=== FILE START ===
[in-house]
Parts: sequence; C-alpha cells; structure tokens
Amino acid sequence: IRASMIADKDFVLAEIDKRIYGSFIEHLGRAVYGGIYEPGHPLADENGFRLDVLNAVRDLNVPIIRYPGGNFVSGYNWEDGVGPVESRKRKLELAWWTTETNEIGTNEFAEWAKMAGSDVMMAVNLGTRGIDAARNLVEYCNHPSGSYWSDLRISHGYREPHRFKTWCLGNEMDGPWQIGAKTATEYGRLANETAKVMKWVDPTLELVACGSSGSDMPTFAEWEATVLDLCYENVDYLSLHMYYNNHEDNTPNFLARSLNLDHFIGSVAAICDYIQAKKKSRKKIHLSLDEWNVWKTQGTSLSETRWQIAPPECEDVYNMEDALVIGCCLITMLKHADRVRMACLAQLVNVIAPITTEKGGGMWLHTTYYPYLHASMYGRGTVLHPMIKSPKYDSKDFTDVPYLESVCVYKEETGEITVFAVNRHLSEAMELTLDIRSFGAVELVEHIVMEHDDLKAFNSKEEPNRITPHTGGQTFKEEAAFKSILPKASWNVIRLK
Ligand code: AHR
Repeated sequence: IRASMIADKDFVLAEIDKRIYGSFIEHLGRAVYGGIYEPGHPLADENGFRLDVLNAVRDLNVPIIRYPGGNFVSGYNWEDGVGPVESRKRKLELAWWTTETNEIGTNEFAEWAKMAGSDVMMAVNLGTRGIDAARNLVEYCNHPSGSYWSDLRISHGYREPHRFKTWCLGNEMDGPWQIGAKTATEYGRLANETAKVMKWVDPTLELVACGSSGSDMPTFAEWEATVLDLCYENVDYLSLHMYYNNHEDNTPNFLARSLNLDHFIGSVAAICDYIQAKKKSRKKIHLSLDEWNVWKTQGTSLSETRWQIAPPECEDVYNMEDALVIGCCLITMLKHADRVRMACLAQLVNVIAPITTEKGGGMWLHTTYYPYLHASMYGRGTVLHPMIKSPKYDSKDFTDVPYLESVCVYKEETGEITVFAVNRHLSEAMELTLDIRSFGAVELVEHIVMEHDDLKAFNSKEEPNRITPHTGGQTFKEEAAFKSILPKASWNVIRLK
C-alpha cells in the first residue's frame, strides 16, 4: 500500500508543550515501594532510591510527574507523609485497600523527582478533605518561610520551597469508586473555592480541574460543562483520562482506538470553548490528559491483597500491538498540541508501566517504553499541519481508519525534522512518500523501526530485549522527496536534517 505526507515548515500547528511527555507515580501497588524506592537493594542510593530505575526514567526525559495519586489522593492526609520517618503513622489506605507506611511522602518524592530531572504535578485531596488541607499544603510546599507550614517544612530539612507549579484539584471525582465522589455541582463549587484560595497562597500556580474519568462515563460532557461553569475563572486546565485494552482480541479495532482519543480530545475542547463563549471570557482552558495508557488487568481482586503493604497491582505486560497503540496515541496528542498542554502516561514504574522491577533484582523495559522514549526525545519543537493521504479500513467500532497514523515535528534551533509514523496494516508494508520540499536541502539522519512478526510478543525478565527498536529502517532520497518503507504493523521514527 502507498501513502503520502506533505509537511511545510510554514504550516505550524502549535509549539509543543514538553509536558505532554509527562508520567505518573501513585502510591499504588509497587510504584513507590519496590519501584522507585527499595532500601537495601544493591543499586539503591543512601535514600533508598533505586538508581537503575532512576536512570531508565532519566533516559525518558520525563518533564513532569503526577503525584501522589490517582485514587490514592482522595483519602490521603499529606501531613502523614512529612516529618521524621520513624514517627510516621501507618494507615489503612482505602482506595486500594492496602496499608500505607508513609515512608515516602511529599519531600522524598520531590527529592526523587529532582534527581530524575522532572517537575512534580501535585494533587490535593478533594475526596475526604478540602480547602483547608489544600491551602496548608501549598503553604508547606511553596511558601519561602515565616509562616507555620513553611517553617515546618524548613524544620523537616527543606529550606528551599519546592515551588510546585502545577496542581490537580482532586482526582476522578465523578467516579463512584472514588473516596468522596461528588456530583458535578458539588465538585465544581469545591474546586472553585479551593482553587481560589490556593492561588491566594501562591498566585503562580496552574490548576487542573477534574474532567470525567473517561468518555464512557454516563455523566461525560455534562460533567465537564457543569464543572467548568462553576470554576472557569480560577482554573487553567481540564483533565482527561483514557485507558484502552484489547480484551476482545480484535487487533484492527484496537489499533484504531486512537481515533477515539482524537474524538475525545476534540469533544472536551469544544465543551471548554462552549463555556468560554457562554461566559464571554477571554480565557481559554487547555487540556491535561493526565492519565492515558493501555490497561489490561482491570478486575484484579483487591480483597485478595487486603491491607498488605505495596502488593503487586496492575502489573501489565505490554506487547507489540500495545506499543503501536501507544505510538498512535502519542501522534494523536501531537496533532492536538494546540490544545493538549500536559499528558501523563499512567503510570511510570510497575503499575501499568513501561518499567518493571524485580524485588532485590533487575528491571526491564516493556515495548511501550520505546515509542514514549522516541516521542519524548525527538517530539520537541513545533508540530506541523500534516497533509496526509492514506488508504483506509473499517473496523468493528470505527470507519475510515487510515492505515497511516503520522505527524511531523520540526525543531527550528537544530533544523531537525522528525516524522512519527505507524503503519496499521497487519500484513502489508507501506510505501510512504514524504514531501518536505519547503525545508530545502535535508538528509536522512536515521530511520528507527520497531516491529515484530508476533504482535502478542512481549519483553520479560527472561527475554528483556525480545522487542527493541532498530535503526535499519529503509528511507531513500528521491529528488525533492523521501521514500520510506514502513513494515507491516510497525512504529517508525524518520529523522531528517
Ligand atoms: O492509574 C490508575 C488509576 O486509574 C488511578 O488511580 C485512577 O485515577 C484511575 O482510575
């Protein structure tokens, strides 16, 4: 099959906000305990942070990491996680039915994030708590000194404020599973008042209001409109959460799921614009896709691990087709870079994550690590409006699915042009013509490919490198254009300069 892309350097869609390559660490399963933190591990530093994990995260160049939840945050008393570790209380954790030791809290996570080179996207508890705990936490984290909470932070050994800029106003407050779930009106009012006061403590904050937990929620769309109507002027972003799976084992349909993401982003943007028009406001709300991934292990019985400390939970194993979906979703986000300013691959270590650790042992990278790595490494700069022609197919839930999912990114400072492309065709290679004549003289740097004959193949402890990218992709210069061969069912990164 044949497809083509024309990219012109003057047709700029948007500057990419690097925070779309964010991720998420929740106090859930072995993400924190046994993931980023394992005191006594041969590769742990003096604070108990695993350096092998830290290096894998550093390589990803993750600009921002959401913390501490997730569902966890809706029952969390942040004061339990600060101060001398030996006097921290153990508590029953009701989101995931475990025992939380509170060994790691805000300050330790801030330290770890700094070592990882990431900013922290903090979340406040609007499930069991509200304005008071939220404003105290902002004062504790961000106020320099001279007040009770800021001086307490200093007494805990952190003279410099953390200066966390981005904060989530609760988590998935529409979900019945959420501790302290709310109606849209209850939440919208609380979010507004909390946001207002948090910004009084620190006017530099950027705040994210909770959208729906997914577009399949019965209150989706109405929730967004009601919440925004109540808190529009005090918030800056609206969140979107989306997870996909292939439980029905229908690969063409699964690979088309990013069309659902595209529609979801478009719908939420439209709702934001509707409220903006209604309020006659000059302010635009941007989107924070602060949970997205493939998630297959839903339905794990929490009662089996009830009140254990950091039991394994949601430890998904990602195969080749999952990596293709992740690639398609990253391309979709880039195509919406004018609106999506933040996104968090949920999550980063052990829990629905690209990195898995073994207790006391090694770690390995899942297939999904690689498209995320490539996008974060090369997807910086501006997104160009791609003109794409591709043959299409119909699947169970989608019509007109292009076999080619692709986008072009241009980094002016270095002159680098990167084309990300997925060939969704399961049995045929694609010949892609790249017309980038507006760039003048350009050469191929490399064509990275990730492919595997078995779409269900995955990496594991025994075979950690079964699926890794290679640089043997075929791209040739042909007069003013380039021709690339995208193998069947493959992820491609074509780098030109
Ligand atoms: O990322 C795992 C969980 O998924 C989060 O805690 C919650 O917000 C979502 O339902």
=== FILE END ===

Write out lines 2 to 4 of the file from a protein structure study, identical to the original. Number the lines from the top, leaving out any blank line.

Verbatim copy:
Parts: sequence; C-alpha cells; structure tokens
Amino acid sequence: IRASMIADKDFVLAEIDKRIYGSFIEHLGRAVYGGIYEPGHPLADENGFRLDVLNAVRDLNVPIIRYPGGNFVSGYNWEDGVGPVESRKRKLELAWWTTETNEIGTNEFAEWAKMAGSDVMMAVNLGTRGIDAARNLVEYCNHPSGSYWSDLRISHGYREPHRFKTWCLGNEMDGPWQIGAKTATEYGRLANETAKVMKWVDPTLELVACGSSGSDMPTFAEWEATVLDLCYENVDYLSLHMYYNNHEDNTPNFLARSLNLDHFIGSVAAICDYIQAKKKSRKKIHLSLDEWNVWKTQGTSLSETRWQIAPPECEDVYNMEDALVIGCCLITMLKHADRVRMACLAQLVNVIAPITTEKGGGMWLHTTYYPYLHASMYGRGTVLHPMIKSPKYDSKDFTDVPYLESVCVYKEETGEITVFAVNRHLSEAMELTLDIRSFGAVELVEHIVMEHDDLKAFNSKEEPNRITPHTGGQTFKEEAAFKSILPKASWNVIRLK
Ligand code: AHR